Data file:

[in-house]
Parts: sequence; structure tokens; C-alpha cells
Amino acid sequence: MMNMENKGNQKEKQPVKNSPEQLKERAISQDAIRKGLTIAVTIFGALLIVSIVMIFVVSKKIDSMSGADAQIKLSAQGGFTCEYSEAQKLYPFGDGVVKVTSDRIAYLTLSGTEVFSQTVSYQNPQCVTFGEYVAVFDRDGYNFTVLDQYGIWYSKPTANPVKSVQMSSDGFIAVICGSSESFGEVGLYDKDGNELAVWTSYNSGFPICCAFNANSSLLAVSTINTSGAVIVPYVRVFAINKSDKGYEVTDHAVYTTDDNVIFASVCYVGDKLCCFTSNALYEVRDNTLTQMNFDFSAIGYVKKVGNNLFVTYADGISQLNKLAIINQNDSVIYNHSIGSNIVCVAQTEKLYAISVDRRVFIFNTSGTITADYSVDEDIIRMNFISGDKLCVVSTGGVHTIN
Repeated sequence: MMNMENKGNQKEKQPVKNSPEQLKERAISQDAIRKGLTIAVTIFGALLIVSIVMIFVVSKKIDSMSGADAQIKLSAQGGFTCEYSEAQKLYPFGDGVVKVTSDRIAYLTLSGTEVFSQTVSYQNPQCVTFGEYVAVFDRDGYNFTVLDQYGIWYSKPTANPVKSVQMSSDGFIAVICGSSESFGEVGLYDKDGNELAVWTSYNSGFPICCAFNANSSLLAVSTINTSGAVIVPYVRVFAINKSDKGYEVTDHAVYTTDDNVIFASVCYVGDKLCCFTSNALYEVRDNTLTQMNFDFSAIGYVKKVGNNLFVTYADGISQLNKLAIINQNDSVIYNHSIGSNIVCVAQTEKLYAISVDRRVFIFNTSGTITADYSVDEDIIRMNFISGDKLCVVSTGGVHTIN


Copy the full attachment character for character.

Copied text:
[in-house]
Parts: sequence; structure tokens; C-alpha cells
Amino acid sequence: MMNMENKGNQKEKQPVKNSPEQLKERAISQDAIRKGLTIAVTIFGALLIVSIVMIFVVSKKIDSMSGADAQIKLSAQGGFTCEYSEAQKLYPFGDGVVKVTSDRIAYLTLSGTEVFSQTVSYQNPQCVTFGEYVAVFDRDGYNFTVLDQYGIWYSKPTANPVKSVQMSSDGFIAVICGSSESFGEVGLYDKDGNELAVWTSYNSGFPICCAFNANSSLLAVSTINTSGAVIVPYVRVFAINKSDKGYEVTDHAVYTTDDNVIFASVCYVGDKLCCFTSNALYEVRDNTLTQMNFDFSAIGYVKKVGNNLFVTYADGISQLNKLAIINQNDSVIYNHSIGSNIVCVAQTEKLYAISVDRRVFIFNTSGTITADYSVDEDIIRMNFISGDKLCVVSTGGVHTIN
Repeated sequence: MMNMENKGNQKEKQPVKNSPEQLKERAISQDAIRKGLTIAVTIFGALLIVSIVMIFVVSKKIDSMSGADAQIKLSAQGGFTCEYSEAQKLYPFGDGVVKVTSDRIAYLTLSGTEVFSQTVSYQNPQCVTFGEYVAVFDRDGYNFTVLDQYGIWYSKPTANPVKSVQMSSDGFIAVICGSSESFGEVGLYDKDGNELAVWTSYNSGFPICCAFNANSSLLAVSTINTSGAVIVPYVRVFAINKSDKGYEVTDHAVYTTDDNVIFASVCYVGDKLCCFTSNALYEVRDNTLTQMNFDFSAIGYVKKVGNNLFVTYADGISQLNKLAIINQNDSVIYNHSIGSNIVCVAQTEKLYAISVDRRVFIFNTSGTITADYSVDEDIIRMNFISGDKLCVVSTGGVHTIN